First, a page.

Alexander Zverev was the only multiple champion, winning both Madrid and Cincinnati as part of a superb season that also included the Olympic gold medal and ATP Finals title. Hubert Hurkacz, Stefanos Tsitsipas, and Cameron Norrie all won their first Masters titles in Miami, Monte Carlo and Indian Wells respectively, while Medvedev was triumphant in Canada.
Of course, there were still the obligatory titles for Nadal (Rome) and Djokovic (Paris), so the old guard is not quite done yet. But this year suggested that, in a post-Big Three era the bigger prizes might be contested by a wider field of players.
Murray’s reasons for optimism
The past three-and-a-half years have largely been full of uncertainty and setbacks for Andy Murray as the former world No 1 underwent two hip surgeries in a bid to save his career.
It has been a long road back for Murray, and he still has some way to go until he rediscovers the form that won him three major titles. But there have been reasons for optimism in 2021.
Murray, 34, claimed two victories over top-10 opponents in the space of two weeks this Autumn and pushed Tsitsipas to five sets at the US Open. Most importantly, he was active this year, competing in 16 events across the ATP and Challenger tours.
As the season entered its final weeks, it was clear the Scot was making huge improvements and as one of the most popular players among his fellow pros and fans alike, there is widespread hope that he can continue trending in the right direction in 2022.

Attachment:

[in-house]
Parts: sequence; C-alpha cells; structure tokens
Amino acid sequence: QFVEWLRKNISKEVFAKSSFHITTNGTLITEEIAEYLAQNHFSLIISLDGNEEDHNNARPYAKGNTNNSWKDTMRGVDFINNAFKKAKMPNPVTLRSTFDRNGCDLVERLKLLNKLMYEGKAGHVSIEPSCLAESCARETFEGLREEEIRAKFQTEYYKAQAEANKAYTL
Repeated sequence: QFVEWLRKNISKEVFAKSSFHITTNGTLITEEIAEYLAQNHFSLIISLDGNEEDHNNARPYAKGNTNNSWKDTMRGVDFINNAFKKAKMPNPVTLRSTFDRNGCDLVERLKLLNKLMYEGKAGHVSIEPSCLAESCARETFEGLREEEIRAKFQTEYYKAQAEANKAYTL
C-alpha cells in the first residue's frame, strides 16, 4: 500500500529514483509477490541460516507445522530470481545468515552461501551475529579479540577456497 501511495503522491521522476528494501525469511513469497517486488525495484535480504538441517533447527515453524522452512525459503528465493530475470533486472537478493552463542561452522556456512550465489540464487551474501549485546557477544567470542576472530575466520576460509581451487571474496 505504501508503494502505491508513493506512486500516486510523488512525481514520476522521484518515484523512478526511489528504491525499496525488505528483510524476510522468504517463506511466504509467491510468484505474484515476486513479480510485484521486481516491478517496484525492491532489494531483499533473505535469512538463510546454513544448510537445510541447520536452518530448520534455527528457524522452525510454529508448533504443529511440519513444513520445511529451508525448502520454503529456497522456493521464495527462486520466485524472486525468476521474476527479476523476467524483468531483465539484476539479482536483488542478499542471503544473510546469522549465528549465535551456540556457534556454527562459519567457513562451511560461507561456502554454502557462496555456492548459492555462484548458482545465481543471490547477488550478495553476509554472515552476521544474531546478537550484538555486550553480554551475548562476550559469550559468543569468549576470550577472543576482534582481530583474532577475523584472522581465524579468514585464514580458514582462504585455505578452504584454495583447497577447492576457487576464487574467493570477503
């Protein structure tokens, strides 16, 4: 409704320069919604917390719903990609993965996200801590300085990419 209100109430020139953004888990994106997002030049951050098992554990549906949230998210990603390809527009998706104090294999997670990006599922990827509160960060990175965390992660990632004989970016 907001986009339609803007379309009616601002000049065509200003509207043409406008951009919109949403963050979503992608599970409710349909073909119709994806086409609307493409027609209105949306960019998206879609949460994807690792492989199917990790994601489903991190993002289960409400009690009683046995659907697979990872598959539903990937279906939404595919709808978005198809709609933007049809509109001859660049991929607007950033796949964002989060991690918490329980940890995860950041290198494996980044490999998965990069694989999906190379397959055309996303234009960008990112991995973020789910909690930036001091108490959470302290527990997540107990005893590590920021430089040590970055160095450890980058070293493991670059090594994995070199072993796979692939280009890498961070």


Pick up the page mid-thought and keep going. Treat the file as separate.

Raducanu’s New York history
If the 2021 season was to be remembered for one story alone, that accolade will undoubtedly go to Emma Raducanu's US Open triumph.
The British teenager had already hit the headlines for reaching the Wimbledon fourth round on debut, but no one could anticipate what would happen in New York two months later. After navigating her way through qualifying, Raducanu, then 18, proceeded to march through the main draw to win her first major title without dropping a set. It was her first WTA Tour title of any kind.
Having created several pieces of history and established herself as tennis' next big star, Raducanu's form has dipped since the US Open, which is hardly surprising given her lack of experience. Still, it appears that the sky is the limit.
Barty quietly stays top
Ashleigh Barty ended the season as the WTA Tour's top-ranked player for a second successive year, and while it felt like an understated season from the Australian, in truth it was hugely successful. Barty, 25, only competed in 13 tournaments all year but won four of them, including a second Grand Slam title at Wimbledon.
Perhaps it was her absence from the WTA Finals and the fact she called time on her year after the US Open, but with Australia loosening its travel restrictions, hopefully 2022 will see more of Barty - although her rivals may disagree.
Jabuer continues making history